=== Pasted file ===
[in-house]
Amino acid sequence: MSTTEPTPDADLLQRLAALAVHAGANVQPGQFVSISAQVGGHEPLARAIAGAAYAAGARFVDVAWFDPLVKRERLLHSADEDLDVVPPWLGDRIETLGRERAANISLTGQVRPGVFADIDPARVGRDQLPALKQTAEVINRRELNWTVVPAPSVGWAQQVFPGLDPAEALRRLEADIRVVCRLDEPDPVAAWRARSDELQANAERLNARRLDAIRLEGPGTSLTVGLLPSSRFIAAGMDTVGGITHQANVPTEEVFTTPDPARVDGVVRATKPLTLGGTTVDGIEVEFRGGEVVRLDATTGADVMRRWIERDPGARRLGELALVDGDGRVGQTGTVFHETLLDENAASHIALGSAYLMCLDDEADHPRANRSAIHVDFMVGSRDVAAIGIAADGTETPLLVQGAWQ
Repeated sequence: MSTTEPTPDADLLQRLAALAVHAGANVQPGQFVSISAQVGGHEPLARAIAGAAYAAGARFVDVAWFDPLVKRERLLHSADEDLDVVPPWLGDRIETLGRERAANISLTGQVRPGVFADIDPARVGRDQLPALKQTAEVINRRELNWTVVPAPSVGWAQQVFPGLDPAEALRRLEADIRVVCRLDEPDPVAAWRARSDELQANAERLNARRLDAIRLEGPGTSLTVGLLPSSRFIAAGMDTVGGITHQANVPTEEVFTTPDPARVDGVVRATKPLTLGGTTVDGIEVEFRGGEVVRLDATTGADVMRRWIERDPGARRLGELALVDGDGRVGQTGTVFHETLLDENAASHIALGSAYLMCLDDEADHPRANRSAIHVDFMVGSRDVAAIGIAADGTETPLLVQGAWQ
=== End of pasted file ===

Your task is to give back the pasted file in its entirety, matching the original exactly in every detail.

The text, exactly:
[in-house]
Amino acid sequence: MSTTEPTPDADLLQRLAALAVHAGANVQPGQFVSISAQVGGHEPLARAIAGAAYAAGARFVDVAWFDPLVKRERLLHSADEDLDVVPPWLGDRIETLGRERAANISLTGQVRPGVFADIDPARVGRDQLPALKQTAEVINRRELNWTVVPAPSVGWAQQVFPGLDPAEALRRLEADIRVVCRLDEPDPVAAWRARSDELQANAERLNARRLDAIRLEGPGTSLTVGLLPSSRFIAAGMDTVGGITHQANVPTEEVFTTPDPARVDGVVRATKPLTLGGTTVDGIEVEFRGGEVVRLDATTGADVMRRWIERDPGARRLGELALVDGDGRVGQTGTVFHETLLDENAASHIALGSAYLMCLDDEADHPRANRSAIHVDFMVGSRDVAAIGIAADGTETPLLVQGAWQ
Repeated sequence: MSTTEPTPDADLLQRLAALAVHAGANVQPGQFVSISAQVGGHEPLARAIAGAAYAAGARFVDVAWFDPLVKRERLLHSADEDLDVVPPWLGDRIETLGRERAANISLTGQVRPGVFADIDPARVGRDQLPALKQTAEVINRRELNWTVVPAPSVGWAQQVFPGLDPAEALRRLEADIRVVCRLDEPDPVAAWRARSDELQANAERLNARRLDAIRLEGPGTSLTVGLLPSSRFIAAGMDTVGGITHQANVPTEEVFTTPDPARVDGVVRATKPLTLGGTTVDGIEVEFRGGEVVRLDATTGADVMRRWIERDPGARRLGELALVDGDGRVGQTGTVFHETLLDENAASHIALGSAYLMCLDDEADHPRANRSAIHVDFMVGSRDVAAIGIAADGTETPLLVQGAWQ